It is difficult to imagine how these policies promote the objectives of the Medicaid program. Imposing work requirements ignores data showing that the majority (nearly eight in 10) of Medicaid adults already work or live in working families. Work requirements add more paperwork, increasing burdens for both Medicaid beneficiaries and administrators. Even if some individuals, such as those living with a disability, are exempted from the work requirement, experience with these requirements in other government programs suggests that exemptions are often incorrectly applied, resulting in sanctions imposed on those who are not subject to the requirement and an overall decline in assistance provided.

Many of the pending waiver provisions would cause a significant number of people to lose their health coverage, undermining Medicaid’s core purpose. While it follows that HHS should reject such proposals, the Centers for Medicare and Medicaid Services has released guidance inviting states to request work requirement waivers, and has approved the program’s first work requirement in Kentucky. As work requirements and other restrictive proposals are approved, advocates are poised to challenge such policies, using litigation if necessary to establish that such proposals violate federal law for failing to advance the goals of the Medicaid program.

For a half century, we’ve seen that Medicaid both improves individual health and patient satisfaction, and supports voluntary work and growth in the economy. Despite these proven benefits, the Trump administration and congressional leadership continue to propose policies that would drastically scale back Medicaid. Whether by legislation or administrative action, it is clear that the future of Medicaid is far from certain.

 

Food is Medicine: Addressing Hunger as a Health Issue

On January 17, 2018, CHLPI’s Faculty Director, Robert Greenwald, spoke at the Food is Medicine: Addressing Hunger as a Health Issue panel discussion. The briefing kicked off the launch of a new bipartisan Food is Medicine Working Group within the House Hunger Caucus.

For over a decade, the bipartisan Hunger Caucus has served as a forum for Members and staff to discuss, advance, and engage the House’s work on national and international hunger and food insecurity issues. This year the Caucus builds upon its foundation
to bring into focus the impacts of hunger on our nation’s health. 

The event’s panel included:

  • Dariush Mozaffarian, MD, DrPH
    Dean, Tufts Friedman School of Nutrition Science & Policy; Jean Mayer Professor of Nutrition and Medicine
  •  Robert Greenwald, JD
    Faculty Director, Center for Health Law and Policy Innovation; Harvard Law School, Clinical Professor of Law
  • Kathleen Merrigan, PhD
    Director, GW Food Institute; The George Washington University, Professor of Public Policy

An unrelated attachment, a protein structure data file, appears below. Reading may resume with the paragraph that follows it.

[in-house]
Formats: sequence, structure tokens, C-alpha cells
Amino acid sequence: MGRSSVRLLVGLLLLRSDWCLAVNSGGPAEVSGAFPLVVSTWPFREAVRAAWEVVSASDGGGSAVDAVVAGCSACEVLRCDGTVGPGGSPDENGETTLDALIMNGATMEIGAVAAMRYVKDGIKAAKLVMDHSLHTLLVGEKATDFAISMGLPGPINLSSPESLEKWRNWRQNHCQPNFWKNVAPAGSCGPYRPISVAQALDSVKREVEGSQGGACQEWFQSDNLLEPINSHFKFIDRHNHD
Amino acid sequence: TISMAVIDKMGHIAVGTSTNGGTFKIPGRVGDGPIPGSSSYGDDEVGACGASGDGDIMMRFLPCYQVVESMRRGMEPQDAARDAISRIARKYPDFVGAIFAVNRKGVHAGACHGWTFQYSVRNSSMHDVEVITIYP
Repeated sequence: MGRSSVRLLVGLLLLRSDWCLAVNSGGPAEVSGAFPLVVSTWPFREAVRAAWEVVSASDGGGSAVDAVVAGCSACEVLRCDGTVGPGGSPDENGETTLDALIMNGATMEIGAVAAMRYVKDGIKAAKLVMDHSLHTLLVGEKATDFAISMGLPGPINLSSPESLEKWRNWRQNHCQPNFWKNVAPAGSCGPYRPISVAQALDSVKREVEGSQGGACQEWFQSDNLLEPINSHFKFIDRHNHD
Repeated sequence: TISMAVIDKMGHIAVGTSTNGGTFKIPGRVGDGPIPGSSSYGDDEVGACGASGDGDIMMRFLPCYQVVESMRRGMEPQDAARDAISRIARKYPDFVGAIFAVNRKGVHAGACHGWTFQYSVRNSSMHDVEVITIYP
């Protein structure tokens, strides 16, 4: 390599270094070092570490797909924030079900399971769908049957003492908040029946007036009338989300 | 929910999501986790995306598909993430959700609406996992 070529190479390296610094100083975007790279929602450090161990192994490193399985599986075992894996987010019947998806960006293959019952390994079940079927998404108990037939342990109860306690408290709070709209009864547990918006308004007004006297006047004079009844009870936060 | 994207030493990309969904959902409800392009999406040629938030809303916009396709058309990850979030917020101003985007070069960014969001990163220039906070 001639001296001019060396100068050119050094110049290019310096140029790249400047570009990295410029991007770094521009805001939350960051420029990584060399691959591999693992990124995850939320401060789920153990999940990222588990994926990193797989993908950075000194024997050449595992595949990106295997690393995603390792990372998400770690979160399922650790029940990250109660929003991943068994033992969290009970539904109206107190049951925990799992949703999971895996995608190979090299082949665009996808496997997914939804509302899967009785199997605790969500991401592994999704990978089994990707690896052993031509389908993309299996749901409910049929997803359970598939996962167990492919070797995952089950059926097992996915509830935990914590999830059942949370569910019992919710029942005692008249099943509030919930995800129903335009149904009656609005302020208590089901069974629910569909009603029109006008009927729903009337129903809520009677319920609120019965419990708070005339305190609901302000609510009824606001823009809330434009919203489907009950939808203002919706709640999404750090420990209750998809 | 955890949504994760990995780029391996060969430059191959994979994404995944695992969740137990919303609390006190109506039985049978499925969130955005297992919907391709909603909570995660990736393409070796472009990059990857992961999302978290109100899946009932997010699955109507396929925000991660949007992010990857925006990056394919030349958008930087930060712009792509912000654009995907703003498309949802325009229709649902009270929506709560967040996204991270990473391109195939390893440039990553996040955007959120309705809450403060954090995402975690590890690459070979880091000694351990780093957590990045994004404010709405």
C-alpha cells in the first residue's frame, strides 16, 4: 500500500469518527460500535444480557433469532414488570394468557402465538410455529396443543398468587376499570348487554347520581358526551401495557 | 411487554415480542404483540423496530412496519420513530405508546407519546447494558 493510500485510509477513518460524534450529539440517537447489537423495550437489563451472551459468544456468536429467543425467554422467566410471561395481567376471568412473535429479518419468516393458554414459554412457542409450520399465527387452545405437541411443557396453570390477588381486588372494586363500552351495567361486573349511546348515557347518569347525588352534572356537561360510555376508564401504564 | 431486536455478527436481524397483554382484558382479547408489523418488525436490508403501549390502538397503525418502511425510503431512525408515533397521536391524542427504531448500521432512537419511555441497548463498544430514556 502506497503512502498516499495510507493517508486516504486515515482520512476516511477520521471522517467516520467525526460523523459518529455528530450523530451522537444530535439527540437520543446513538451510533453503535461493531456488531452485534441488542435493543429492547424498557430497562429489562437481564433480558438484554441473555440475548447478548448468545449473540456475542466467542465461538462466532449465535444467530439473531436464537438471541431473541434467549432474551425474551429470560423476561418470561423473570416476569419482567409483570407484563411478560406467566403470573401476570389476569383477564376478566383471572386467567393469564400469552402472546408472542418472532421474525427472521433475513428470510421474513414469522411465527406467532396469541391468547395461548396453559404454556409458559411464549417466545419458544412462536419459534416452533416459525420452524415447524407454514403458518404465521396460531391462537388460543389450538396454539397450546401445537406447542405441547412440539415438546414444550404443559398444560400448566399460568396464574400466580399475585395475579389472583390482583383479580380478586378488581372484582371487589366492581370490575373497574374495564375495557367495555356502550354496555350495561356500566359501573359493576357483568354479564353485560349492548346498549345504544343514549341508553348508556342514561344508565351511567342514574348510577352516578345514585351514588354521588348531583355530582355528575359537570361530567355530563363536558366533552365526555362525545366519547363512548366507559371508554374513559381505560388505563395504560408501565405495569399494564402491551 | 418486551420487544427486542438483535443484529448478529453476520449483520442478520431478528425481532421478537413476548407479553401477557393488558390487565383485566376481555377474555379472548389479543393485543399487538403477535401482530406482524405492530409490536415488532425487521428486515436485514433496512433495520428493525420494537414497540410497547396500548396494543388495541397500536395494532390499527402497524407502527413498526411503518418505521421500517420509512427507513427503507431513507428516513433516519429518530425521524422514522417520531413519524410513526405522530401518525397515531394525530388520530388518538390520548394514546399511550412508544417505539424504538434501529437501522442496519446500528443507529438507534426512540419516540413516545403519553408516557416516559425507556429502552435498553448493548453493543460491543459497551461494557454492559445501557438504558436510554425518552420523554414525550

• Karen Siebert
    Advocacy and Public Policy Advisor, Harvesters – The Community Food Network on behalf of the Feeding America network

Congress members Jim McGovern, Lynn Jenkins, Chellie Pingree, and Dr. Roger Marshall were all on hand to lend their thoughts on the importance of the Food is Medicine movement.

Quotes from  Food is Medicine: Addressing Hunger as a Health Issue:

  • Congressman Jim McGovern – “My hope is that this working group is going to be about more than just talk, it’s going to be about action.”
  • Congresswoman Chellie Pingree – “Every conversation we have connects health outcomes to what we eat. I think it seems only logical that we should be talking about this as a policy issue. Whether it’s medically tailored meals or prescriptions for fruits and vegetables, there are a lot of good ideas out there.”
  • Robert Greenwald – “We need to start to integrate Food is Medicine into more mainstream Medicare and Medicaid programs particularly given the growing body of research that demonstrates how cost saving and not just cost-effective medically tailored meals are.”

View a recording of the congressional briefing on Facebook.

View CHLPI’s slides from the congressional briefing.

 

Watch the recording of Andy Fisher’s Book Talk at Harvard Law School

Andy Fisher came to Harvard Law School on December 5, 2017 for a book talk, sponsored by Harvard Law School Food Law and Policy Clinic and the Harvard Food Law Society.

In his new book, Big Hunger: The Unholy Alliance Between Corporate America and Anti-Hunger Groups, long time food activist, Andy Fisher demonstrates the existence of a hunger industrial complex—the web of relationships between corporations and anti-hunger groups that perpetuate hunger rather than eliminate it. Big Hunger reveals the damage caused by this hunger-industrial complex to the wellbeing and dignity of the poor, and offers a new vision to eliminate hunger through a focus on public health, economic justice and local economies.